“We had some dedicated speakers of real insight and passion. I loved the talk on Iolo Morganwg, pioneer of the Eisteddfod’s Bardic Order, the Gorsedd, by Emeritus Professor Geraint H Jenkins. Iolo came across as a spirited radical and proto-ecologist who might have enjoyed the atmosphere of our Green Field had he been there to see it. Bob Evans’ history of early Welsh harp music, with musical performances from his Crwth and vocals duo, Bragod, took things right back to fundamental, Pythagorean harmonic principles and was very accessible and well received.

The full interview is on It vividly recreates the ethos and detail of the event and looks to next year and beyond.

As the intermittent sun shone through the woven slat roof of the tapestry lined marquee, speakers shared their expertise on a spectrum of subjects, from wildlife to renewable energy. Powerful polemics issued from political figures who have shaped recent Welsh history. Between and after lectures folk singers, bands and sole instrumentalists played with little amplification but with a poignance that permeated the stillness.

There were some interesting lessons to take home for me from this first ever dedicated Green Area at the Eisteddfod, the national event which seeks to epitomise and celebrate the culture of Welsh Wales.I found that you don’t need to woo Eisteddfod goers to a green vision with snazzy technology. There is an appetite for the beauty of traditional lifestyles and the hand-crafted heritage – a baseline which is already rapidly evolving to better meet today’s needs.

Beauty using song and music, semi-wild plants and vegetables, sculpture, willow weaving, painted, round or green wood, straw bale building blocks and timber pathways – all these permaculture type of technologies have an allure to the normal Eisteddfod going public of Wales. There is a hunger in the land for this kind of future, this kind of Wales.

I also found that the thinking and knowledge, expressed in Welsh, felt qualitatively different from its English equivalent. The diverse topics  historic, technical, cultural, polemical, and political – felt more joined up and mutually reinforcing. There was a wealth of qualification and nuanced questioning which opened more doors than it shut. I sensed a connectivity through the language between, for example, ancient landscapes, a nutrient cycling system of husbandry, and emerging Welsh Government policy.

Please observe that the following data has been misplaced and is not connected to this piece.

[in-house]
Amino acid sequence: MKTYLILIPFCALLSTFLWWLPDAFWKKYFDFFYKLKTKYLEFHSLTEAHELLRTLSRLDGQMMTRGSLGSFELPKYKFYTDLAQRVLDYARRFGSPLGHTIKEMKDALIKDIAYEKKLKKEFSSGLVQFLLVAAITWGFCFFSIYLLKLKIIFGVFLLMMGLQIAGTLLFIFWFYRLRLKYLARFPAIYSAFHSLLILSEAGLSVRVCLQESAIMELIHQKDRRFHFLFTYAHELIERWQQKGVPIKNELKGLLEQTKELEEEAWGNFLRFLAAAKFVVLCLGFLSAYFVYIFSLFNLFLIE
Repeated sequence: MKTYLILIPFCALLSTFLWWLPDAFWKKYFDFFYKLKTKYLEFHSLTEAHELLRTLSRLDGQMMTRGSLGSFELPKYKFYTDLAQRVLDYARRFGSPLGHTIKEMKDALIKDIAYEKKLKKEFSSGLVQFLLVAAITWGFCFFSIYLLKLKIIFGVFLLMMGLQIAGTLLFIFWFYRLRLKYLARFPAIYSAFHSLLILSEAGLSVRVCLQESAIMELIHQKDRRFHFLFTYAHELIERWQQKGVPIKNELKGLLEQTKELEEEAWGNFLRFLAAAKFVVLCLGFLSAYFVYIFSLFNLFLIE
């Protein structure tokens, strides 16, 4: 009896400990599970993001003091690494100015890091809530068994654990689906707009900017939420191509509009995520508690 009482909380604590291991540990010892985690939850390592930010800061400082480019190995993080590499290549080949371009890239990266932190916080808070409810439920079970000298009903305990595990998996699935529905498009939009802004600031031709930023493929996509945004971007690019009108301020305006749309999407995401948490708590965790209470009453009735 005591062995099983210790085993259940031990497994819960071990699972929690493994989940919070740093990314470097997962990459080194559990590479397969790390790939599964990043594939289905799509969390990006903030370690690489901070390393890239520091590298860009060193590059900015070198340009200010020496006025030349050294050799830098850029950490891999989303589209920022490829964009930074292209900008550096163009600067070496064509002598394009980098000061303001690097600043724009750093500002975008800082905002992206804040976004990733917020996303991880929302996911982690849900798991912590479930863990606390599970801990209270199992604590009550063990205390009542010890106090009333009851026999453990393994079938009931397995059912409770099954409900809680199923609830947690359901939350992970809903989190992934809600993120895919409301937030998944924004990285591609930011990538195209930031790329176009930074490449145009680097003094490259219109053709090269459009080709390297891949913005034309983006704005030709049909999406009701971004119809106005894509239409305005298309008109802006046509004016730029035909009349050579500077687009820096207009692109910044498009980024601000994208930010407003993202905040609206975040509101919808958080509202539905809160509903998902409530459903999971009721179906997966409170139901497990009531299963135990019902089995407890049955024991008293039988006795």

It is a pity this doesn’t translate exactly, but that is why the Eisteddfod is important, and especially important to have a Welsh ‘Green Futures’ space on the Maes. As the organisers put it:

“Maes Gwyrdd: past, present and possible futures. A place where ancient culture and traditional skills may inform new perspectives and technologies. A place on the boundary of our familiar world and emerging realities. Somewhere that invites us to contemplate and consider what hopes and questions, qualities and visions we may have for a viable future together on this, our priceless Earth.”

I failed to be any practical use in putting on this event. All I can do is extend my enormous gratitude and appreciation to everyone who made this happen: the Welsh Arts council, Environment Wales, the Vale of Glamorgan Council for their support, to Catrin, Carys, and Jill Bach and the many helpers and above all to Rawls Clay and Coed Hills Rural Artspace and to Nathan Lewis Williams, the man with the vision that, despite all and everything, lived.